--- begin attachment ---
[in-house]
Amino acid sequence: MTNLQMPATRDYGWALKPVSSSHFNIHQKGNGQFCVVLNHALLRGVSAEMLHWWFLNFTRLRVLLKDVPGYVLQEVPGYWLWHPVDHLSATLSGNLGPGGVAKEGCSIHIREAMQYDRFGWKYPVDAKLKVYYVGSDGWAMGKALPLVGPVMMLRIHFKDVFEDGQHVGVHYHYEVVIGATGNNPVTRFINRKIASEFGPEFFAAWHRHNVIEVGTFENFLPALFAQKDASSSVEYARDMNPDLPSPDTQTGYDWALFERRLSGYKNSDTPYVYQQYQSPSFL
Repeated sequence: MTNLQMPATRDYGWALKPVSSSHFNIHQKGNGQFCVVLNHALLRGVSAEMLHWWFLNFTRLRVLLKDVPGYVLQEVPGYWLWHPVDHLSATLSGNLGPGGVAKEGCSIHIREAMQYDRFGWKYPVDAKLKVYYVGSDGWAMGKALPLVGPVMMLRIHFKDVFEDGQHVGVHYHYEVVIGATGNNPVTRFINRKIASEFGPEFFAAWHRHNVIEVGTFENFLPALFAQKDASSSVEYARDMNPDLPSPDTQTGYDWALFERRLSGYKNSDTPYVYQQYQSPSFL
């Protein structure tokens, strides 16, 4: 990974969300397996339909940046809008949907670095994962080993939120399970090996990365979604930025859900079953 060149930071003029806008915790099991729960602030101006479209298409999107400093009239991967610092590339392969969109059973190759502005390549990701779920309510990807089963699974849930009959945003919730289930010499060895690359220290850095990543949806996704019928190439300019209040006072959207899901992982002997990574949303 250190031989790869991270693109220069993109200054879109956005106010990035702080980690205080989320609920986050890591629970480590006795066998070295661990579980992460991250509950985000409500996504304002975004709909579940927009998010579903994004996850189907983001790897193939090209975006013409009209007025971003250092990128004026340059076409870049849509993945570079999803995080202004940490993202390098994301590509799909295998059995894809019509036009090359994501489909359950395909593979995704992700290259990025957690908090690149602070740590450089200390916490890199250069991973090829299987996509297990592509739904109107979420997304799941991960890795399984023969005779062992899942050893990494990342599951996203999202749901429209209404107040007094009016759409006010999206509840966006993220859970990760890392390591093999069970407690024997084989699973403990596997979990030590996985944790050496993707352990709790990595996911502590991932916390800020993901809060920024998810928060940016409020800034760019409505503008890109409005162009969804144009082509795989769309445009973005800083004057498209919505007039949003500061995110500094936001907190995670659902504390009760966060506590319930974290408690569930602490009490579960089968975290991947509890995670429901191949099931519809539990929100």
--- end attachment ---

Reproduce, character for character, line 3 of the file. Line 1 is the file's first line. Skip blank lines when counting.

Repeated sequence: MTNLQMPATRDYGWALKPVSSSHFNIHQKGNGQFCVVLNHALLRGVSAEMLHWWFLNFTRLRVLLKDVPGYVLQEVPGYWLWHPVDHLSATLSGNLGPGGVAKEGCSIHIREAMQYDRFGWKYPVDAKLKVYYVGSDGWAMGKALPLVGPVMMLRIHFKDVFEDGQHVGVHYHYEVVIGATGNNPVTRFINRKIASEFGPEFFAAWHRHNVIEVGTFENFLPALFAQKDASSSVEYARDMNPDLPSPDTQTGYDWALFERRLSGYKNSDTPYVYQQYQSPSFL